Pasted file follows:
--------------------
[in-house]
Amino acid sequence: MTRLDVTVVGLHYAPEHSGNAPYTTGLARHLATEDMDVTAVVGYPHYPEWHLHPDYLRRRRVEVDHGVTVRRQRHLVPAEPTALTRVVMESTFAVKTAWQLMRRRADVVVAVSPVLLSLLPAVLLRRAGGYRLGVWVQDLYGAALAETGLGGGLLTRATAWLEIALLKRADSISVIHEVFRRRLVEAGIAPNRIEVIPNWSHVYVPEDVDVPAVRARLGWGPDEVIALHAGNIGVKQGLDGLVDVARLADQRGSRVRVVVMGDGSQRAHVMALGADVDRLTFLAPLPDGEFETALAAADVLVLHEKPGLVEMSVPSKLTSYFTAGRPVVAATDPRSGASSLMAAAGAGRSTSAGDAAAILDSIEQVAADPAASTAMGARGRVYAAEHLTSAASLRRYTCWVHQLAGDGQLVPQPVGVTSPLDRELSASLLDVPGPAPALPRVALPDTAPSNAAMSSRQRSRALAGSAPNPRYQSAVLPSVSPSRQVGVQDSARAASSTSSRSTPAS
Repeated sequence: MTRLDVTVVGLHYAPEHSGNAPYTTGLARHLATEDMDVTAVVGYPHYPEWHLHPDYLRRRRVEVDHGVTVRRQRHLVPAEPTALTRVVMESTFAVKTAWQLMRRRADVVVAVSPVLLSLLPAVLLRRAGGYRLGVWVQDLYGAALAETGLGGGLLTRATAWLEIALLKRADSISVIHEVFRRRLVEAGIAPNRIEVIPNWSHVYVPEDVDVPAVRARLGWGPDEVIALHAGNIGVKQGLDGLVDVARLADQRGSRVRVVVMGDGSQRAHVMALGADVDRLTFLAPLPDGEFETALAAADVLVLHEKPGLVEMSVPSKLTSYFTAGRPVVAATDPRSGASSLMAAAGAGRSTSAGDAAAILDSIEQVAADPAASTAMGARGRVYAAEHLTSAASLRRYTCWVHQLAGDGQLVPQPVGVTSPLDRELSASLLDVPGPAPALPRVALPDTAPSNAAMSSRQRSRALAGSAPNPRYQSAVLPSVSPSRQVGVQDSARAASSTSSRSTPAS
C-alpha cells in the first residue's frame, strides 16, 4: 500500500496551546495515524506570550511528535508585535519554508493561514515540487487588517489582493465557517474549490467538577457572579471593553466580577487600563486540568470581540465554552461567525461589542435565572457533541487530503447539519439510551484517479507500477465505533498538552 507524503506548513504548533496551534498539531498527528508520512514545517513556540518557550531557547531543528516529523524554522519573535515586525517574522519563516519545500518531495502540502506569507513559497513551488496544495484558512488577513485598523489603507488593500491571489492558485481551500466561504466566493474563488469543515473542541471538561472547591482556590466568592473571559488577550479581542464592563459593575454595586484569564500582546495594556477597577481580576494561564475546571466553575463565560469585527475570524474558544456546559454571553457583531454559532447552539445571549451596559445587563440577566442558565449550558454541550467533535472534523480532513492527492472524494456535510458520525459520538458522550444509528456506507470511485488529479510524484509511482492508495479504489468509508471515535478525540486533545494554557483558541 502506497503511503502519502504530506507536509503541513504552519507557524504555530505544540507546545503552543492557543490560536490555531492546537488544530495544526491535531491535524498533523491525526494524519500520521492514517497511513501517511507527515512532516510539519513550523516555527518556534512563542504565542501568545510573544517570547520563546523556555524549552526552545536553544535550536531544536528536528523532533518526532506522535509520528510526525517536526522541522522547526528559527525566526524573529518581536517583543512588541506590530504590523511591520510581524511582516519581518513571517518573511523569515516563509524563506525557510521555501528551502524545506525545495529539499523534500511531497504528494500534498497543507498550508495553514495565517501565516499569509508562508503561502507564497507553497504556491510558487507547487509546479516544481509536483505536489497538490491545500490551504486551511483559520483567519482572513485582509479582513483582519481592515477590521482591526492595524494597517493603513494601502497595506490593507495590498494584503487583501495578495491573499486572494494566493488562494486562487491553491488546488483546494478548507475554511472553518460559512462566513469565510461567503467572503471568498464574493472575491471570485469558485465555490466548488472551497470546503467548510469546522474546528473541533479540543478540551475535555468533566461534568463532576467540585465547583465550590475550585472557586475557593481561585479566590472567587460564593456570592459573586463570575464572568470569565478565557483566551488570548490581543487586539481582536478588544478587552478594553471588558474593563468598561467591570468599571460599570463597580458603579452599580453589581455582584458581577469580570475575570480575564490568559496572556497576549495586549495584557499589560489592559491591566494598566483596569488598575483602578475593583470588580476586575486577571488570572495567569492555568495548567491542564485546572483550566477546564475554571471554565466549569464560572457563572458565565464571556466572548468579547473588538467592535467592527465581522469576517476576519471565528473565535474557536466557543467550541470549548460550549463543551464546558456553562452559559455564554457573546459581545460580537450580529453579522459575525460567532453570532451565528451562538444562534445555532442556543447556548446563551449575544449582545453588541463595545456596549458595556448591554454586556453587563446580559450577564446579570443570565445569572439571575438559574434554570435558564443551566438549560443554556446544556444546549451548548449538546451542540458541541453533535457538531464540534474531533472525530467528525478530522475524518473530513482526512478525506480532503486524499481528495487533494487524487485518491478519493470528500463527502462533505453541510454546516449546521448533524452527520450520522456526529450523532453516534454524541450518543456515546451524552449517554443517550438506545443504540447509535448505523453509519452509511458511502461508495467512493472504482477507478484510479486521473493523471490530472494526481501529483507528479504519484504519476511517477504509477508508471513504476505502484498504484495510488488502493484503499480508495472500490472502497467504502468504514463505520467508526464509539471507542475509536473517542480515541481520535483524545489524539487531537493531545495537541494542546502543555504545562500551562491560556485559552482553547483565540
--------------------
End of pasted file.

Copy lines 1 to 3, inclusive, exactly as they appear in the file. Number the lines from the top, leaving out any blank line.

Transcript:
[in-house]
Amino acid sequence: MTRLDVTVVGLHYAPEHSGNAPYTTGLARHLATEDMDVTAVVGYPHYPEWHLHPDYLRRRRVEVDHGVTVRRQRHLVPAEPTALTRVVMESTFAVKTAWQLMRRRADVVVAVSPVLLSLLPAVLLRRAGGYRLGVWVQDLYGAALAETGLGGGLLTRATAWLEIALLKRADSISVIHEVFRRRLVEAGIAPNRIEVIPNWSHVYVPEDVDVPAVRARLGWGPDEVIALHAGNIGVKQGLDGLVDVARLADQRGSRVRVVVMGDGSQRAHVMALGADVDRLTFLAPLPDGEFETALAAADVLVLHEKPGLVEMSVPSKLTSYFTAGRPVVAATDPRSGASSLMAAAGAGRSTSAGDAAAILDSIEQVAADPAASTAMGARGRVYAAEHLTSAASLRRYTCWVHQLAGDGQLVPQPVGVTSPLDRELSASLLDVPGPAPALPRVALPDTAPSNAAMSSRQRSRALAGSAPNPRYQSAVLPSVSPSRQVGVQDSARAASSTSSRSTPAS
Repeated sequence: MTRLDVTVVGLHYAPEHSGNAPYTTGLARHLATEDMDVTAVVGYPHYPEWHLHPDYLRRRRVEVDHGVTVRRQRHLVPAEPTALTRVVMESTFAVKTAWQLMRRRADVVVAVSPVLLSLLPAVLLRRAGGYRLGVWVQDLYGAALAETGLGGGLLTRATAWLEIALLKRADSISVIHEVFRRRLVEAGIAPNRIEVIPNWSHVYVPEDVDVPAVRARLGWGPDEVIALHAGNIGVKQGLDGLVDVARLADQRGSRVRVVVMGDGSQRAHVMALGADVDRLTFLAPLPDGEFETALAAADVLVLHEKPGLVEMSVPSKLTSYFTAGRPVVAATDPRSGASSLMAAAGAGRSTSAGDAAAILDSIEQVAADPAASTAMGARGRVYAAEHLTSAASLRRYTCWVHQLAGDGQLVPQPVGVTSPLDRELSASLLDVPGPAPALPRVALPDTAPSNAAMSSRQRSRALAGSAPNPRYQSAVLPSVSPSRQVGVQDSARAASSTSSRSTPAS